David Karoly reviews Ian Plimer's book, Heaven + Earth, on the Science Show on ABC Radio Nastional tonight. Let's hope Senator Fielding and others were listening!
David Karoly: Ian Plimer's new book Heaven + Earth claims to shed new light on the science of climate change. It states that 'human-induced global warming has evolved into a religious belief system', that 'atmospheric carbon dioxided does not create a temperature rise' and that 'global warming and a high CO2 content bring prosperity and lengthen your life'.
Are these claims justified and based on science? They are in marked contrast to the scientific understanding of the causes of recent climate change reported in the assessments of the Intergovernmental Panel on Climate Change (often referred to as the IPCC), as well as by other scientific bodies including the US National Academies, the British Royal Society and the Australian Academy of Science. They have all reached the same conclusion; that the observed increase in global-average surface temperature since the mid-20th century is mainly due to the increase in greenhouse gases in the atmosphere, caused by human activity.
Heaven + Earth claims that this conclusion and almost all the conclusions of the IPCC are wrong. It suggests that there is a conspiracy amongst climate scientists to hide the 'truth' and that the learned scientific societies of many countries have been hoodwinked. He implies that this conspiracy involves all the hundred-plus national governments that unanimously approved the conclusions of the IPCC assessments. Not surprisingly, the book has attracted attention from the media, politicians and some scientists, as well as the public. Nothing sells like a good conspiracy story.
But is this book the story of a conspiracy, or even a good read? Is it about science or is it science fiction? The book is impressive and possibly interesting, but very disappointing. Impressive because of the time and effort that must have been spent writing the 500 pages with 2,000-plus footnotes. Interesting because it seeks to link many aspects of geology, astronomy, biology, glaciology, oceanography and meteorology to explain climate change over the Earth's multi-billion-year history, including the last hundred years. It's disappointing because a senior professor should not have produced such a book with so many errors, so many internal inconsistencies, and with no sources for its graphs.
The average reader will find it difficult to sort the fact from the fiction, to disentangle the inconsistencies, and separate the personal opinions and interpretations of the author from the well-established science. The book is built around six sections that consider history, the Sun, earth, ice, water, and air. In these, 18 questions are considered, and many scientists would agree with some aspects of the answers presented. However, there are major errors in many of the answers, making the conclusions invalid. The best description of the problems with the book is provided by Plimer himself. He writes, 'Trying to deal with these misrepresentations is somewhat like trying to argue with creationists, who misquote, concoct evidence, quote out of context, ignore contrary evidence, and create evidence ex nihilo.'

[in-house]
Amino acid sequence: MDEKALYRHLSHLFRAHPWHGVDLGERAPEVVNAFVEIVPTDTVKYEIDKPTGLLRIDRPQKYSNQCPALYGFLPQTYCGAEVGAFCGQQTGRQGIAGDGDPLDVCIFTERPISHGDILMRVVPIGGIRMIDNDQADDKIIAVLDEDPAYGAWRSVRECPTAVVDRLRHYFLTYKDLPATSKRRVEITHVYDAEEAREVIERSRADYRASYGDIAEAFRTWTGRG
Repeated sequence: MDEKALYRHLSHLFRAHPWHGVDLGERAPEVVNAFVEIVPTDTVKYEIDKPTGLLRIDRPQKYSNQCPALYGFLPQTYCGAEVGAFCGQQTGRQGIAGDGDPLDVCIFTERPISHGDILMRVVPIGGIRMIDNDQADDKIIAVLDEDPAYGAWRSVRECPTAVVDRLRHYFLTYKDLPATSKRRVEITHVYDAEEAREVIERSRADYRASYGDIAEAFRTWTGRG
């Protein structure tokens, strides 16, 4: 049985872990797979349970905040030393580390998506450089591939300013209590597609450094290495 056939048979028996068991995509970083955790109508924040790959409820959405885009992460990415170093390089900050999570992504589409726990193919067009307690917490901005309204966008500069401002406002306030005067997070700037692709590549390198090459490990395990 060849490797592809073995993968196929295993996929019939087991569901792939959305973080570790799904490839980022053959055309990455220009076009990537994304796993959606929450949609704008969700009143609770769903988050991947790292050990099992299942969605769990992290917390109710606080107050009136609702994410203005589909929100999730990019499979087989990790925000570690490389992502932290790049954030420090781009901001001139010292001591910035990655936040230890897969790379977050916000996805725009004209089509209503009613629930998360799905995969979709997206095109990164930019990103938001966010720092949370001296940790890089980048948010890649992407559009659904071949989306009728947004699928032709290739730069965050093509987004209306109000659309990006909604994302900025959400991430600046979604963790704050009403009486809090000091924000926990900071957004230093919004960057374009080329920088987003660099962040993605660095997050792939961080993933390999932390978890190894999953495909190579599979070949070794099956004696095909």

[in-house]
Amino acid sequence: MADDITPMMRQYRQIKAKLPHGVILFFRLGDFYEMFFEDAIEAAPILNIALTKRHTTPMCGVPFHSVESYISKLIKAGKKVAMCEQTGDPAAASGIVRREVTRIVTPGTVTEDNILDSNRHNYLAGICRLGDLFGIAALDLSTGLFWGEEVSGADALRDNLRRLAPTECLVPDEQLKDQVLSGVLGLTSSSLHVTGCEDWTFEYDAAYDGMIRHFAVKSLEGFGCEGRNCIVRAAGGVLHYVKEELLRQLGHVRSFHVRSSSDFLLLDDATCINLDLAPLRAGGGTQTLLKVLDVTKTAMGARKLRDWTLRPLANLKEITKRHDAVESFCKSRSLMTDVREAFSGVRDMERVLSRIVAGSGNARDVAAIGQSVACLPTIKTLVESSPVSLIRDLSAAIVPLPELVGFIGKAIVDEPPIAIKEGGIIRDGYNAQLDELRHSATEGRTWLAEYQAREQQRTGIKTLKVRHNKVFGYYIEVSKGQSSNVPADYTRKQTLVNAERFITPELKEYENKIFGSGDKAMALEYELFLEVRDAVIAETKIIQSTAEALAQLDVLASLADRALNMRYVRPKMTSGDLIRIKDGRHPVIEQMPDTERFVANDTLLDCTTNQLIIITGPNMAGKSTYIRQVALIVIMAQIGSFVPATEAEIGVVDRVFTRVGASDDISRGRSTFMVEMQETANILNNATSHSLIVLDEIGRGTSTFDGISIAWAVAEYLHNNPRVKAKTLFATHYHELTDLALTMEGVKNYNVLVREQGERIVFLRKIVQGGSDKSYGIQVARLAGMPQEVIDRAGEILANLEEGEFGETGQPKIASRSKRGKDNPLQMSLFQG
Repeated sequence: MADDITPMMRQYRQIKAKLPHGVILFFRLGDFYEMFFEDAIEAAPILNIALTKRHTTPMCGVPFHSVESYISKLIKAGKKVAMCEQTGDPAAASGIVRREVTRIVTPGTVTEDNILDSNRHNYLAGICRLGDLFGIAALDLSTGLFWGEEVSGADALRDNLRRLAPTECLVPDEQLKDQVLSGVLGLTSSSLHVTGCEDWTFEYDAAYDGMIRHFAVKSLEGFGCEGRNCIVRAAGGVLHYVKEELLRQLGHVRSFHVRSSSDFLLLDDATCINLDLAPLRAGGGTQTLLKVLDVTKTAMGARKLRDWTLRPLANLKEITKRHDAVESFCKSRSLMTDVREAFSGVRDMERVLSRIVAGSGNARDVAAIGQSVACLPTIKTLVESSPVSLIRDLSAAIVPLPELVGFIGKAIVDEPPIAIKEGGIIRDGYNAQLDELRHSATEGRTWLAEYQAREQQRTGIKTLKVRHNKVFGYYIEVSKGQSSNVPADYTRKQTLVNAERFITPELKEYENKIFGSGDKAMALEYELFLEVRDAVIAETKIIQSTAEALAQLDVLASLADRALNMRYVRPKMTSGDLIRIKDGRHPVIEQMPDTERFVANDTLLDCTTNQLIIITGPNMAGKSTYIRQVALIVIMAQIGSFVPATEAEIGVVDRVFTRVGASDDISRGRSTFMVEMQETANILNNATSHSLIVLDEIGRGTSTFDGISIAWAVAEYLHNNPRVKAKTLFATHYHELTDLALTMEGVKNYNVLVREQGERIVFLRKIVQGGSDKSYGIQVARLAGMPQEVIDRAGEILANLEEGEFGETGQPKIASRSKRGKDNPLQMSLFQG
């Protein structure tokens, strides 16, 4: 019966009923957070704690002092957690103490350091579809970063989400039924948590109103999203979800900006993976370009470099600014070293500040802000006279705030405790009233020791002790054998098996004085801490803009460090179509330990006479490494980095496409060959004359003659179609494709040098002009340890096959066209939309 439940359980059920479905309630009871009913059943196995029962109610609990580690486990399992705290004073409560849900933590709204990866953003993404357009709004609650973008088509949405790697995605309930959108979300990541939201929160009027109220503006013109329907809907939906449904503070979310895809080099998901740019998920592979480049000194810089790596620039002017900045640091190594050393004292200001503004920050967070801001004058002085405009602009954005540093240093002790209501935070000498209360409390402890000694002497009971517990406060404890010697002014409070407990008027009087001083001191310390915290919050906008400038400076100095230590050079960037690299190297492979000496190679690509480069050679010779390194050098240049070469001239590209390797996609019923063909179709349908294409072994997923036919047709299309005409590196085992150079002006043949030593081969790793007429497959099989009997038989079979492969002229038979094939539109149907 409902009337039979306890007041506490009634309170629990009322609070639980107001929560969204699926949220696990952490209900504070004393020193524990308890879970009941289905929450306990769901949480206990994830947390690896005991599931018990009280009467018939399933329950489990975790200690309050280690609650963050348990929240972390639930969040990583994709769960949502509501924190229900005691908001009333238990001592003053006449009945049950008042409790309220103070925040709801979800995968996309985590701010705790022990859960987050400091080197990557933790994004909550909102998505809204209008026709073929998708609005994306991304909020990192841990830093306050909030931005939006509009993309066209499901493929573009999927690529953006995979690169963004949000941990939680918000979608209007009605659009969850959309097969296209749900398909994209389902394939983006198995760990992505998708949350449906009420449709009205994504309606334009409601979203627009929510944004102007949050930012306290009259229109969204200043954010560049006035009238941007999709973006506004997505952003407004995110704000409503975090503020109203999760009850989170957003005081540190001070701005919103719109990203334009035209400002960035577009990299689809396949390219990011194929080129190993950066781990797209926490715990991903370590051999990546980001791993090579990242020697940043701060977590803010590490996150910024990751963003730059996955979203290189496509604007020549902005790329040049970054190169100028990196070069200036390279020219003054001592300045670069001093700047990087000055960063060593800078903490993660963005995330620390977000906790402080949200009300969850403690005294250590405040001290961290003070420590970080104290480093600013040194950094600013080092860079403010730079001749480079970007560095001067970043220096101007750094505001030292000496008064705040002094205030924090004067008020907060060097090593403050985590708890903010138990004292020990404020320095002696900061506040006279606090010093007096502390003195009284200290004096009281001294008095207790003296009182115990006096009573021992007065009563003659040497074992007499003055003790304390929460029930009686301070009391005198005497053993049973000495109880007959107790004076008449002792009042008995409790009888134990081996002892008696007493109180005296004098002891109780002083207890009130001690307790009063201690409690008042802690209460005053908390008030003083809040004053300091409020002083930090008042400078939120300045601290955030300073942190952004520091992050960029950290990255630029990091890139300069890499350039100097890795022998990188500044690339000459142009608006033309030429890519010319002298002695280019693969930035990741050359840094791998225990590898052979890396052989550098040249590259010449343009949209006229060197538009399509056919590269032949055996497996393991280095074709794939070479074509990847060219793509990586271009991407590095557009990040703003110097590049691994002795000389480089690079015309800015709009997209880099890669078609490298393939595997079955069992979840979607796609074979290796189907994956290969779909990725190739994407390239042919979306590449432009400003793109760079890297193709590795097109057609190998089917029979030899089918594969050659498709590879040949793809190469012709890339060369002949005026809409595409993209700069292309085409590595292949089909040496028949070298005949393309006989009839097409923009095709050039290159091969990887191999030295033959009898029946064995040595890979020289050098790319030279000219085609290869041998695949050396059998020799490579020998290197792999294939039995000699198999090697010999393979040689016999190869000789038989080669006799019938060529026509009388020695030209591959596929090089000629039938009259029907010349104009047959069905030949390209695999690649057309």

There are some sensible things in Heaven + Earth. Yes, it is important to 'look at climate over geological, archaeological, historical and modern time'. Throughout Earth's history there have been natural climate variations driven by many factors, including variations in the Earth's orbit around the Sun, volcanic eruptions, tectonics, and changes in greenhouse gas concentrations. For most of Earth's history, global temperatures and carbon dioxide concentrations in the atmosphere have been higher than present. Plimer is wrong to claim that 'the IPCC has essentially ignored the role of natural climate variability', as natural climate variability is carefully considered in all four of the IPCC's comprehensive assessments since 1990. In its 2007 report, a whole chapter on palaeoclimate focuses on natural climate variations over Earth's history. Yes, water vapour is the most important greenhouse gas in the atmosphere. However, as Plimer states, 'Water vapour tends to follow temperature change rather than cause it,' so water vapour changes cannot initiate climate change.